“The judge won’t care about what’s good for Hamilton, the pensioners or anyone else. The judge is only going to care about who is owed money and in what order.” — Prof. Marvin Ryder

Those words read by me in an article by Spectator business writer Steve Arnold echo in my ears as the pending decision on the restructuring of U.S. Steel Canada inches ever closer.

The judge should care because what lies in the balance is not only the life of a struggling investor company, but the lives of pensioners, employees and the host community, Hamilton.

Just as it was when, as mayor, our community was confronted by a bankrupt Stelco so many years ago, the City of Hamilton is at a crossroads again — the future of an important part of our steel industry hangs on a decision that could be made as soon as this week.

Stelco filed for creditor protection and was purchased by an asset management company. In turn, U.S. Steel Corp bought the plants that later became U.S. Steel Canada or USSC. Now this successor entity is seeking the same creditor protection under CCAA rules. Since September 2014 the legal process has been unfolding. At each turn, the pensioners and employees have been left in the legal dust by the system.

Again, it is being reported that the search for a new owner for USSC has been narrowed down to a small group that includes two general types of bidders — financial companies and long-term manufacturing entities that put themselves forward as being able to salvage what remains of the steel-making operation.

I am sure there is a lot for the judge to consider in this process, but if you are at all concerned about jobs, pension funding and the health of our local economy, the choice for Hamilton is clear — we need an owner and operator of USSC that is committed to the city, its people and the longer-term viability of steel production in Hamilton.

USSC needs a long-term, strategic buyer, not a financial wizard from Wall Street looking to turn a quick profit. Hamilton has seen that movie before.

I don’t recall all the machinations involved to get us to this point, but do remember that the old Stelco was sold and flipped to U.S. Steel. I do recall that among the first things done, the remaining workforce at the steel company was reduced through forced retirements and layoffs. U.S. Steel in turn became involved in a number of contractual reductions and forced concessions with its employees, forcing shutdowns and the reduction in production output. The Local 1005 union screamed blue murder, but to no avail.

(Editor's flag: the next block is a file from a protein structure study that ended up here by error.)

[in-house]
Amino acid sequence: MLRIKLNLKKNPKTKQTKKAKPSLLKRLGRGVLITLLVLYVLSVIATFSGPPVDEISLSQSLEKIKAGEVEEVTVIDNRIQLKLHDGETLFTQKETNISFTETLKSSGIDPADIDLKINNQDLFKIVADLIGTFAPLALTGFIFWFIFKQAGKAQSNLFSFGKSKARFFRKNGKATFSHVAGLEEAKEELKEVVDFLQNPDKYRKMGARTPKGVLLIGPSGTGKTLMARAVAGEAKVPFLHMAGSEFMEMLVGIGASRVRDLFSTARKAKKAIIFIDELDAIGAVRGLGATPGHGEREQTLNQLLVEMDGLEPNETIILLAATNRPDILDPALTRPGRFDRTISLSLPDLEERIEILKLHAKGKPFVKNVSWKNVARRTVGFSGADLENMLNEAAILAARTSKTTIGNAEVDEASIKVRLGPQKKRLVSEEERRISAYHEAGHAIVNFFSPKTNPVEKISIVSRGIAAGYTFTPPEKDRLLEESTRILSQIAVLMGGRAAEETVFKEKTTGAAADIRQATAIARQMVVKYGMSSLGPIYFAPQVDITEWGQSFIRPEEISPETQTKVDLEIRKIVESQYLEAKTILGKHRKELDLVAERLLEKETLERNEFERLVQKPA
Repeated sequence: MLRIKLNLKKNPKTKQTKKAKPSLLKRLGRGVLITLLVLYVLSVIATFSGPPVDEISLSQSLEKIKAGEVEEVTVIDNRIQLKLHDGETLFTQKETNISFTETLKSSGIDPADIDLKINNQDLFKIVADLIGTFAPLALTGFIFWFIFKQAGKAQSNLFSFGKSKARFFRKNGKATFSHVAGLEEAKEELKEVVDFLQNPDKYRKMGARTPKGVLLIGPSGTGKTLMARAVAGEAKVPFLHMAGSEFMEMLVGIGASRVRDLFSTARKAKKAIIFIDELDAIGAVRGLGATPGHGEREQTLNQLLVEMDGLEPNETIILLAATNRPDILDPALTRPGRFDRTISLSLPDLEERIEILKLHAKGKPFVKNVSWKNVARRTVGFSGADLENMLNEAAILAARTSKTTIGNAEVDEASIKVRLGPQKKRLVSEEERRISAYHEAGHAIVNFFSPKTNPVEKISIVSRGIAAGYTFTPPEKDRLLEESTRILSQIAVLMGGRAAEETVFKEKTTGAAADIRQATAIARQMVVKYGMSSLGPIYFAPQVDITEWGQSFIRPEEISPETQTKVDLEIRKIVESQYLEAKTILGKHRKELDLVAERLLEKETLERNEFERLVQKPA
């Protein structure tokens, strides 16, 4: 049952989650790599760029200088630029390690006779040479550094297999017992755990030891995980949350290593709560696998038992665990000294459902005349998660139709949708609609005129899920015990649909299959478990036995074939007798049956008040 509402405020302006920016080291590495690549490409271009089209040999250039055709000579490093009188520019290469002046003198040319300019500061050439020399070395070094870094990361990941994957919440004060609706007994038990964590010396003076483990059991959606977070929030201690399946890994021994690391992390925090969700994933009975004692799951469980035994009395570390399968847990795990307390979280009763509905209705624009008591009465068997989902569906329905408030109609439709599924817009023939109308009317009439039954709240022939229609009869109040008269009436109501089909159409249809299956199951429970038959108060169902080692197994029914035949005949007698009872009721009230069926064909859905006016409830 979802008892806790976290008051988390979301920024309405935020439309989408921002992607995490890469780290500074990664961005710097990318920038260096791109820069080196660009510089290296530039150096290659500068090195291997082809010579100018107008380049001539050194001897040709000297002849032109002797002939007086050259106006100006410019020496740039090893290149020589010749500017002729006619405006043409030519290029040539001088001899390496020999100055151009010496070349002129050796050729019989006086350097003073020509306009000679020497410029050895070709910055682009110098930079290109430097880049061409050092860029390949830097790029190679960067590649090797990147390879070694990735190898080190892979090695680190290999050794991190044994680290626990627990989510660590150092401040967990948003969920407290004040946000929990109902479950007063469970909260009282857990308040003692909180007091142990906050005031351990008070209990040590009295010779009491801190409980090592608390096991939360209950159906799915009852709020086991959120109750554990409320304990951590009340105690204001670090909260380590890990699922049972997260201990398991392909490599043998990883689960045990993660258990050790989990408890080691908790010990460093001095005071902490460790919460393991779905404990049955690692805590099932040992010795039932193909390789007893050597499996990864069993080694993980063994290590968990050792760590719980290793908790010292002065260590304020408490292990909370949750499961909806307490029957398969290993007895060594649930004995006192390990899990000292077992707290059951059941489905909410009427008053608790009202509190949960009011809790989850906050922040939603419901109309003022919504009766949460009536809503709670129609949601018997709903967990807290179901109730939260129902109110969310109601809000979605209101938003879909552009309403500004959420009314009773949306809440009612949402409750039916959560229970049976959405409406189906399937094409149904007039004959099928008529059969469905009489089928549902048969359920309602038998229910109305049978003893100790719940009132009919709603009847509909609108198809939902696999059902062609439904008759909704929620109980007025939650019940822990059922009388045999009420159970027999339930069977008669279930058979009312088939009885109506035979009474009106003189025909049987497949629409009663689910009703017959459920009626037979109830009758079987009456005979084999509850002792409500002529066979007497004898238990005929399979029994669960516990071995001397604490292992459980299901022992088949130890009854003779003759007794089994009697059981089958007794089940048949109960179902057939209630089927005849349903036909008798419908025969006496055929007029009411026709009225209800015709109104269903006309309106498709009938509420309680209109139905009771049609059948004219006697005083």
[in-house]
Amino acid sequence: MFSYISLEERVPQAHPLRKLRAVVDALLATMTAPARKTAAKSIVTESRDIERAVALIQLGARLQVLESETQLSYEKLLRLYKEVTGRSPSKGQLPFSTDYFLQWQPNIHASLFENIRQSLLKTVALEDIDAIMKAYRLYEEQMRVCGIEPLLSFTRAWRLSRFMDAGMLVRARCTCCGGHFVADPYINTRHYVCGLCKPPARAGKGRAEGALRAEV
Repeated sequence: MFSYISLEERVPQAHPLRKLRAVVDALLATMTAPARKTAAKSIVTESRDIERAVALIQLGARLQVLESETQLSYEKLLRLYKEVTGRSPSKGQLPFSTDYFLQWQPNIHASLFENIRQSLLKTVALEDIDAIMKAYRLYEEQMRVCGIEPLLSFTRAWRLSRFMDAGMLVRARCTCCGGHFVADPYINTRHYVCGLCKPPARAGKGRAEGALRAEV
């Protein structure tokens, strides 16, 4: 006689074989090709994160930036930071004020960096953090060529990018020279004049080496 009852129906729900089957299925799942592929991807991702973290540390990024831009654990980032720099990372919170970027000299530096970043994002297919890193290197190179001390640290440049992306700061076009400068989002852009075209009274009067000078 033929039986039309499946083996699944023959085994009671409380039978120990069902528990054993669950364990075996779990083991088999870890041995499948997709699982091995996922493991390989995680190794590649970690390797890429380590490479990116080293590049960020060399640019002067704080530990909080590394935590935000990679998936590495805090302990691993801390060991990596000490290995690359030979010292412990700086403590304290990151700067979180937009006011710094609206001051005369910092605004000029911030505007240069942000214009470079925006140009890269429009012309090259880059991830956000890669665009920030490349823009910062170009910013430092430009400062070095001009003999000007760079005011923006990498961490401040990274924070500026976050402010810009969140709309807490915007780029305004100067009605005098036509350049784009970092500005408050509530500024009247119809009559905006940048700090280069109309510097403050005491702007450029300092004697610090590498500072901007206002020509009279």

My guess is that the investment firm that initially bought Stelco, flipped it and made money on the transaction, which included real pain for employees and pensioners who were left wondering about the solvency of their present and future incomes. This is a story Hamiltonians do not want to see repeated. My feeling is that if the Wall Street-type purchaser is successful, their first order of business will be to remunerate U.S. Steel to the detriment of the employees, pensioners and the community of Hamilton.

This cannot be allowed to be repeated again. I am hoping the sale will go to an entity that is interested in the production of steel and not just a financial return for its backers.

There are no guarantees in a CCAA restructuring process and none whatsoever in the steel business. In Hamilton, we know this better than most. We’ve been through a lot in this town. But what I know for certain is that we need a successful bidder for USSC that looks beyond the short-term, and a company that puts people and pensions first, and wants to rebuild the steel industry here in order to also make a profit.

We can’t predict global commodity prices and, at the risk of sounding like Donald Trump, whether China will continue its predatory practice of dumping steel into foreign markets to lower the price. But we do know that a strong and stable entity with committed owners will be far better positioned to weather these challenges and begin building a foundation for growth and steel production in Hamilton.

Here’s hoping the decision-makers in this CCAA process get it right, for all our sakes.

Larry Di Ianni is a former mayor of Hamilton